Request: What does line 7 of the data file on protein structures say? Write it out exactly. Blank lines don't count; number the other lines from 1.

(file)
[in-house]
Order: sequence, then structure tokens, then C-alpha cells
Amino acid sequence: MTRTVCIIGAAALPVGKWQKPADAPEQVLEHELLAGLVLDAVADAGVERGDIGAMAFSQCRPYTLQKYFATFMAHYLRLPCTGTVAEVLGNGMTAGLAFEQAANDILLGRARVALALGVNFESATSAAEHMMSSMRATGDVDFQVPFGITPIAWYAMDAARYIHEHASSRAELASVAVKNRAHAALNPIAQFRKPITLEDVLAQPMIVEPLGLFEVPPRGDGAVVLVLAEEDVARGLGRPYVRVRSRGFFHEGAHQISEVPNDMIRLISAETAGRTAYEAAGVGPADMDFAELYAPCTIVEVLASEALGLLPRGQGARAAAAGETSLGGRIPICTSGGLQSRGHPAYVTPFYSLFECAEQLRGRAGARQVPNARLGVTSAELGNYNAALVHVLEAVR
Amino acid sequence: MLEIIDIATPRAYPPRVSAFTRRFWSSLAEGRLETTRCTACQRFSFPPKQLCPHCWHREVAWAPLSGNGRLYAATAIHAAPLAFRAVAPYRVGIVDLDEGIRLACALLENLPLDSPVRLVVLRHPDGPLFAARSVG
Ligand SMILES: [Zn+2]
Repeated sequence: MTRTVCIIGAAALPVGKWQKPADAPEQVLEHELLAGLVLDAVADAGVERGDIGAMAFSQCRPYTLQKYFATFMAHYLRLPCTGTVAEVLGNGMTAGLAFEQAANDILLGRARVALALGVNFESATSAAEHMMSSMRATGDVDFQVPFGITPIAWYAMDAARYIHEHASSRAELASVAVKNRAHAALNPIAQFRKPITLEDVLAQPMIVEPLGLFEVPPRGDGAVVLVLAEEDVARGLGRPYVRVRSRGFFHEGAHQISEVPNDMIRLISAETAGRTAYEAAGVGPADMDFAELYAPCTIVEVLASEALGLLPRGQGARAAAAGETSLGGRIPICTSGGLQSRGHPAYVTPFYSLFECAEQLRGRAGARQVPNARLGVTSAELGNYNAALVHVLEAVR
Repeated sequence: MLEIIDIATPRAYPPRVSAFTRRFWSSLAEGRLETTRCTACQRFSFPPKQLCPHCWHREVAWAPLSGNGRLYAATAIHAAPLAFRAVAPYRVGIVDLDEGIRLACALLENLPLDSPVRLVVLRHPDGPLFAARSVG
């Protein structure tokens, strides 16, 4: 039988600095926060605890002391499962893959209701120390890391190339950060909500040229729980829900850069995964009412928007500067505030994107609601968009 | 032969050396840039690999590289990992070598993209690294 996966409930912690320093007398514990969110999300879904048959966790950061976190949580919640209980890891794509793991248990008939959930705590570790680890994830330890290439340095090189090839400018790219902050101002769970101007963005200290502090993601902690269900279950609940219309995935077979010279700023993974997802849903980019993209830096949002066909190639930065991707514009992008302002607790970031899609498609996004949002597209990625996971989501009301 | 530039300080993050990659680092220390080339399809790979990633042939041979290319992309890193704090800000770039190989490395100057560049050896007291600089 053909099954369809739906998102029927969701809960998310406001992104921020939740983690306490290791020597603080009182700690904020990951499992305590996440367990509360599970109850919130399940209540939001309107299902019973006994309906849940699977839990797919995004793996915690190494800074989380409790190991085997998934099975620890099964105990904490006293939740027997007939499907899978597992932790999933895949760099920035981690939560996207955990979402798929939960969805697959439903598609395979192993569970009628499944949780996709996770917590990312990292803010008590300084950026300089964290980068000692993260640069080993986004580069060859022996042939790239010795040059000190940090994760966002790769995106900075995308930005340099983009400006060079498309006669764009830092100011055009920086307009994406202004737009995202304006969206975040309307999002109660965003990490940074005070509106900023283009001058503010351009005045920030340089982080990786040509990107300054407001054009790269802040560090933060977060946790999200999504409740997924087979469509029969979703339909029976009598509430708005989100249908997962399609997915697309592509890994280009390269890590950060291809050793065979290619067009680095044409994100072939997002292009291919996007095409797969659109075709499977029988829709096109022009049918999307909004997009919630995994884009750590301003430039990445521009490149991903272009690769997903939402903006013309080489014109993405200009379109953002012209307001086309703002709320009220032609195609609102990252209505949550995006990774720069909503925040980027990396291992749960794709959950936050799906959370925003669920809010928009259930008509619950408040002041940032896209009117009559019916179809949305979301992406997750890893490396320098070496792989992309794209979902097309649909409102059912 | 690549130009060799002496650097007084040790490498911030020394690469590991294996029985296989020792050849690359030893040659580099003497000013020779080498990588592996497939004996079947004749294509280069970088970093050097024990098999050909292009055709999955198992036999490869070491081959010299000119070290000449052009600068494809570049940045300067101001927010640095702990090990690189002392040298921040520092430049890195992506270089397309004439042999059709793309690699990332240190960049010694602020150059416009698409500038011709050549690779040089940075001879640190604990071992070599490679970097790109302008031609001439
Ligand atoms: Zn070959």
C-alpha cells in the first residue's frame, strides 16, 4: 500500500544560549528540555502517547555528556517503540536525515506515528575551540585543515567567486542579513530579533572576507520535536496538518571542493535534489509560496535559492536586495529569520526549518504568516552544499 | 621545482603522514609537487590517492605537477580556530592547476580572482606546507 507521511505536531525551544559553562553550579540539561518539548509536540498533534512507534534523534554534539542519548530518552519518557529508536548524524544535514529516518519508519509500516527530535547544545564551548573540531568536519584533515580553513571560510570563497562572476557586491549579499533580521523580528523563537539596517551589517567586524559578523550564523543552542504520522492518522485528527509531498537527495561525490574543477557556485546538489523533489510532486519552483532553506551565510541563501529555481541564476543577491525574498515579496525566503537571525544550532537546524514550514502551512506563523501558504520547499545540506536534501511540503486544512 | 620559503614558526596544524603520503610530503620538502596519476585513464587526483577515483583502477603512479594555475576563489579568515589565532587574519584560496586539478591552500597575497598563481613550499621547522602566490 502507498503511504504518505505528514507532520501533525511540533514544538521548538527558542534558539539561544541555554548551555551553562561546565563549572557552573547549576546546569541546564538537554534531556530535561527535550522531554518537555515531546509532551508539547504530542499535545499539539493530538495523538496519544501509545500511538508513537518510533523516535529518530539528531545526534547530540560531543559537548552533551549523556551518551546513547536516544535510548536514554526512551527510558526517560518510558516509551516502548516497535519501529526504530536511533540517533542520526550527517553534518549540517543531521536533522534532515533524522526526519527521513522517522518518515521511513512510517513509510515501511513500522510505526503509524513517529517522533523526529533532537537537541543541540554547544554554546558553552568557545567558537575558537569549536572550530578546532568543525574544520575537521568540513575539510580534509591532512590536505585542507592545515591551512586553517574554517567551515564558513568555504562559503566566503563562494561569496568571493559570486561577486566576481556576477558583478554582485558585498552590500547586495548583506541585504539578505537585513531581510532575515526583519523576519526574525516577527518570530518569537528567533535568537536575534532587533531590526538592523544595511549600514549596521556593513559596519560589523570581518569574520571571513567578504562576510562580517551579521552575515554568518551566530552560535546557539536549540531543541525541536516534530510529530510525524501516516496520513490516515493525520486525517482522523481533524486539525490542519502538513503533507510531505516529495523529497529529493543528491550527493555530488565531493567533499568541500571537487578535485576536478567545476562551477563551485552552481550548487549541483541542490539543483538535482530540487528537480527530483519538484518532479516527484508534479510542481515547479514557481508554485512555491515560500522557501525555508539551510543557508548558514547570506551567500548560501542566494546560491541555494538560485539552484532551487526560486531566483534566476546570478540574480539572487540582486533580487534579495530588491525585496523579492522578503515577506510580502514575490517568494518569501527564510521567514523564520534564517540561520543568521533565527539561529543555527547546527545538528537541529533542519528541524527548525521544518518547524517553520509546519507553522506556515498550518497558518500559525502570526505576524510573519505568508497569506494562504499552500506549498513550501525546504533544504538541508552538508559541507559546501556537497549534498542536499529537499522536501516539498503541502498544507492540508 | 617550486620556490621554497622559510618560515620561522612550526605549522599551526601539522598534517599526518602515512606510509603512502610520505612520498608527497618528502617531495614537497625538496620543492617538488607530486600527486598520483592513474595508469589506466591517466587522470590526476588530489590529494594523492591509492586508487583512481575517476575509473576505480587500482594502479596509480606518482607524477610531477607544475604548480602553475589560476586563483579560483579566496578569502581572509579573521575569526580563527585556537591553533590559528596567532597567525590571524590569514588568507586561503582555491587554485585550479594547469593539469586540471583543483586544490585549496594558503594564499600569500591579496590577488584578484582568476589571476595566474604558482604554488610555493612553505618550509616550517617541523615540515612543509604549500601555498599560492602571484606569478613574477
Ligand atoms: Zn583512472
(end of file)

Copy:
Repeated sequence: MLEIIDIATPRAYPPRVSAFTRRFWSSLAEGRLETTRCTACQRFSFPPKQLCPHCWHREVAWAPLSGNGRLYAATAIHAAPLAFRAVAPYRVGIVDLDEGIRLACALLENLPLDSPVRLVVLRHPDGPLFAARSVG